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Digital Subscriptions > Doctor Who Magazine > 539 > ICE AND FIRE

ICE AND FIRE

“There’s a devilment in me.” In the second part of an in-depth interview, writer and script editor Eric Saward wonders if violence is the answer.
Cryons in the ice tombs of Telos in Eric Saward’s Attack of the Cybermen (1985).

Not much is known about Eric Saward’s formative years.

“Well, that’s good. I like to be a man of mystery,” says the architect of mid-1980s Doctor Who. But Doctor Who Magazine likes a challenge. Let’s delve a little deeper…

Here’s what we do know: Eric was born in December 1944 and grew up in Welwyn Garden City, Hertfordshire. What did his parents do? “My father was an engineer. He worked at [the aviation manufacturer] De Havilland in Hatfield. They were building Tridents,” says Eric, chatting in his west London local in early March. “And my mother – well, she was his wife and did what she had to do.”

As a child, did Eric dream of one day being a writer? “First of all, I wanted to be an actor. I’d done some am-dram, which I enjoyed, but I realised very early on that I wasn’t good enough and probably would never be. Writing gelled much better with me.” When did he start? “When I was about 16, 17, I used to doodle little stories. Detective stories. Love stories. Just practising.”

He was an ardent reader, too. What literature energised Eric as a young man? “David Mercer was one. People like Brian Moore. Simple writing, but daring. And Harold Pinter, who was at his height. They were my favourites.”

Years later, when he was Doctor Who’s script editor, Eric wanted to ask Pinter to write for the show. “It was an ongoing office joke,” says Eric. “It was never gonna happen.”

“How would that have gone, if he’d said yes?” wonders Eric’s partner, Jane Judge, who’s joined us at the pub. “I would’ve handled him,” says Eric, smiling. “Problem is, I don’t think we’d have got what we wanted. It would have been someone standing on a planet, not doing or saying much.”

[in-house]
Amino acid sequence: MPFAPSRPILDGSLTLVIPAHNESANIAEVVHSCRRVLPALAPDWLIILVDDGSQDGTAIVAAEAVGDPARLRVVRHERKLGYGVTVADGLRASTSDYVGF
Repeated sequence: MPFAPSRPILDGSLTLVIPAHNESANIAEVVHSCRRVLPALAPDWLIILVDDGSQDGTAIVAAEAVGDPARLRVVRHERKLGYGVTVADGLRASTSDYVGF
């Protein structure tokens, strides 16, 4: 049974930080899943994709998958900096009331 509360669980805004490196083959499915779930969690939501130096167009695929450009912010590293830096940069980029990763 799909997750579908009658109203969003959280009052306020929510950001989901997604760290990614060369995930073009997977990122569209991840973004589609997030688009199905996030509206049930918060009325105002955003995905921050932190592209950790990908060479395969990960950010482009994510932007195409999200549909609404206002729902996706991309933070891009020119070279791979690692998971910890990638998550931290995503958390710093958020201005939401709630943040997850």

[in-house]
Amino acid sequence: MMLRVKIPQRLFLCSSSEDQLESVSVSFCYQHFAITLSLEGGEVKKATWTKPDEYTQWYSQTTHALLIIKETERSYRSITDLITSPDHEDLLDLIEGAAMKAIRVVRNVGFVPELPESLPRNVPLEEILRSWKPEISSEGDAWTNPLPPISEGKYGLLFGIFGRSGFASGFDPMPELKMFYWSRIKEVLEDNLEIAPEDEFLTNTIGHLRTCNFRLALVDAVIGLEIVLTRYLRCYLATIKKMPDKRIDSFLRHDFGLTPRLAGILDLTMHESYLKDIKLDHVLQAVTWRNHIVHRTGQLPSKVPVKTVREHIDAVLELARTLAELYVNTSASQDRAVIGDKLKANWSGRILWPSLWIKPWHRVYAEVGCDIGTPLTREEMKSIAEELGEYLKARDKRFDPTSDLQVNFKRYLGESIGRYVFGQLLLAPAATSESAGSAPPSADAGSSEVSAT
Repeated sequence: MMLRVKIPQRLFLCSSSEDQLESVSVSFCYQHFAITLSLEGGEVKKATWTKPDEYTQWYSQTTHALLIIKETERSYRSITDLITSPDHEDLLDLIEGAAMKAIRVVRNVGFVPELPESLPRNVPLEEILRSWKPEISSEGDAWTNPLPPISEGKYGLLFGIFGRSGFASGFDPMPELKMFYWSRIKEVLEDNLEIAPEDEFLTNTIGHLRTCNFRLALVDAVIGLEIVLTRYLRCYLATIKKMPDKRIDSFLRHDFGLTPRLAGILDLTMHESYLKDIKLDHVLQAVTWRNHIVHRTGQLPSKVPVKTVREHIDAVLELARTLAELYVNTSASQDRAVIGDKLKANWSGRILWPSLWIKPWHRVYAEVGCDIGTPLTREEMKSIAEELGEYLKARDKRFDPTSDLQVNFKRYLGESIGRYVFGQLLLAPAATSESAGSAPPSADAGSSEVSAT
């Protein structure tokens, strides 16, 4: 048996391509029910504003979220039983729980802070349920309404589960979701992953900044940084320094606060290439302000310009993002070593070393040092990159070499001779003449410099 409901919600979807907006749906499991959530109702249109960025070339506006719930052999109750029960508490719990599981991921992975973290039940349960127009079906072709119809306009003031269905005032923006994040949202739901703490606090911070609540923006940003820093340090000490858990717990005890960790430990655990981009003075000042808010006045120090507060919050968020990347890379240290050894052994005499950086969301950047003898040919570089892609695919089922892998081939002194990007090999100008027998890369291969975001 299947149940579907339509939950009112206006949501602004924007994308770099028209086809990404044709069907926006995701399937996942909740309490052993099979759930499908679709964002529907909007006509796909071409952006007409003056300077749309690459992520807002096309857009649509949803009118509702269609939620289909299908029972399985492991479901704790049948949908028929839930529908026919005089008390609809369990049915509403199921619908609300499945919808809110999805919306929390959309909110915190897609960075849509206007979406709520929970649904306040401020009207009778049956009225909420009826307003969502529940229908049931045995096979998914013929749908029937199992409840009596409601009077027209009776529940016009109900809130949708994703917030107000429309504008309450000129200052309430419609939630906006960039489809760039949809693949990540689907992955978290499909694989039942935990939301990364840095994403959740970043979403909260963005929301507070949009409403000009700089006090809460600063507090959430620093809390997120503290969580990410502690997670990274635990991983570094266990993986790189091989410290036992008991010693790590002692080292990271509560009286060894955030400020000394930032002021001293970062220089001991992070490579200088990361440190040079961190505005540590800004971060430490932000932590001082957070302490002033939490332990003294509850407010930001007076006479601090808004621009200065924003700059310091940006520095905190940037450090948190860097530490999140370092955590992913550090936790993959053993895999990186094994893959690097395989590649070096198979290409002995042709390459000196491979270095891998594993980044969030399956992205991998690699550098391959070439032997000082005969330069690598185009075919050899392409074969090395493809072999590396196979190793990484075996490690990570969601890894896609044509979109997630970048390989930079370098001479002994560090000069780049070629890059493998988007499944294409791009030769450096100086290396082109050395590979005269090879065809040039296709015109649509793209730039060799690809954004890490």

“Cheap to make,” suggests Jane, who’s as familiar with Doctor Who’s budgetary constraints as anyone. From 1978 to 1983, she was the programme’s production secretary. That’s how Eric and Jane met.

“Cheap, yes,” he muses. “Well, no – Pinter would have wanted the planet built full-sized!”

After leaving school at 18, Eric worked in a Welwyn Garden department store. “But I got restless,” he says.

So he moved to the Netherlands for three years, where he worked as a cost-checker on the construction of an oil refinery in Rozenburg. He married a Dutch woman, Marijke. They lived together, mainly in Rotterdam, in the late 1960s and had two children together.

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About Doctor Who Magazine

Contents include: • An exclusive interview with Jodie Whittaker. • The latest Production Notes from showrunner Chris Chibnall. • Former Doctor David Tennant discusses Jodie Whittaker. • Howard Burden recalls designing costumes for three different Doctors. • The second part of a candid interview with 1980s script editor Eric Saward. • What topped the DWM season poll? We reveal the results! • We talk to the team behind the Blu-ray special edition of 1973’s Planet of the Daleks. • The Fact of Fiction explores the 2005 story The Long Game. • Eric Saward previews his novelisations of Resurrection and Revelation of the Daleks. • Is Doctor Who a kids’ show? The Time Team decides. • How to recreate the Second Doctor’s ‘cosmic hobo’ style. • The final part of Herald of Madness, a comic strip adventure featuring the Thirteenth Doctor and her friends. • The Blogs of Doom, audio reviews, previews, news, prize-winning competitions and much, much more!